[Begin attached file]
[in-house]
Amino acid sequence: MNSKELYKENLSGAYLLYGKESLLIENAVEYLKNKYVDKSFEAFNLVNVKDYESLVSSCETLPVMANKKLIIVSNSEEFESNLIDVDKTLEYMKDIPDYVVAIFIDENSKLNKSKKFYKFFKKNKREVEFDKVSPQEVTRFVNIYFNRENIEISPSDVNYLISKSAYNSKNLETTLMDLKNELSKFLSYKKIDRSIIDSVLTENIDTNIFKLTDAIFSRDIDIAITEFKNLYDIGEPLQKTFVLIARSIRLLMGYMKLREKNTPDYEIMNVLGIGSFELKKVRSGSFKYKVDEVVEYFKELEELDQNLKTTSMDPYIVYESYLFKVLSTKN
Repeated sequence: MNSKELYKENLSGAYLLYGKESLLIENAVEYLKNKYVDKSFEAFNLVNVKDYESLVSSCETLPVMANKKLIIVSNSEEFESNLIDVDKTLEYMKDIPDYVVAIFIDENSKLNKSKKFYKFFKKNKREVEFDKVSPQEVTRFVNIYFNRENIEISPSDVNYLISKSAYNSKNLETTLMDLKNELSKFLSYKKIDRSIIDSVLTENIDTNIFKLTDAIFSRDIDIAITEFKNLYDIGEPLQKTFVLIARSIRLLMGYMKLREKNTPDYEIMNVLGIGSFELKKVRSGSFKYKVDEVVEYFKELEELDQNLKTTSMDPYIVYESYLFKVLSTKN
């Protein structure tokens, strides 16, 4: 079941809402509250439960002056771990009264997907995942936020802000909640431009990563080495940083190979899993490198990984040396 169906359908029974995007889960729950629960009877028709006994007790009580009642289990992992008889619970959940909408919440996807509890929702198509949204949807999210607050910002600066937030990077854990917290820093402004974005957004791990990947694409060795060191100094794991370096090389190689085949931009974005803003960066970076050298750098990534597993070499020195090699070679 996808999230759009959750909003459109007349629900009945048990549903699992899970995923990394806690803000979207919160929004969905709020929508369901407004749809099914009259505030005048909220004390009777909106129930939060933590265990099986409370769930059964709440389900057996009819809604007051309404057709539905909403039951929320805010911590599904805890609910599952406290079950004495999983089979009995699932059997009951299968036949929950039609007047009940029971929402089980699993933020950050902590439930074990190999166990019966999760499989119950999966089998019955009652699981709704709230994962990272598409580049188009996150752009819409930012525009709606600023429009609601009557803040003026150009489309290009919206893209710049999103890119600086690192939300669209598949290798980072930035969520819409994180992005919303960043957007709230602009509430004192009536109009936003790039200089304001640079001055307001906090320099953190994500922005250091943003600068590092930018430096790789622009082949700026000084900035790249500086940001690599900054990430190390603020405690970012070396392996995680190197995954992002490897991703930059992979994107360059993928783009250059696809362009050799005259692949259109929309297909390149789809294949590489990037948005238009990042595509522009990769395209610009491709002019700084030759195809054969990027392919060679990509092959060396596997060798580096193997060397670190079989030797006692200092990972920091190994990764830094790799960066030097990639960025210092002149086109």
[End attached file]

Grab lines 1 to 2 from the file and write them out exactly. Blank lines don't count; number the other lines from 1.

[in-house]
Amino acid sequence: MNSKELYKENLSGAYLLYGKESLLIENAVEYLKNKYVDKSFEAFNLVNVKDYESLVSSCETLPVMANKKLIIVSNSEEFESNLIDVDKTLEYMKDIPDYVVAIFIDENSKLNKSKKFYKFFKKNKREVEFDKVSPQEVTRFVNIYFNRENIEISPSDVNYLISKSAYNSKNLETTLMDLKNELSKFLSYKKIDRSIIDSVLTENIDTNIFKLTDAIFSRDIDIAITEFKNLYDIGEPLQKTFVLIARSIRLLMGYMKLREKNTPDYEIMNVLGIGSFELKKVRSGSFKYKVDEVVEYFKELEELDQNLKTTSMDPYIVYESYLFKVLSTKN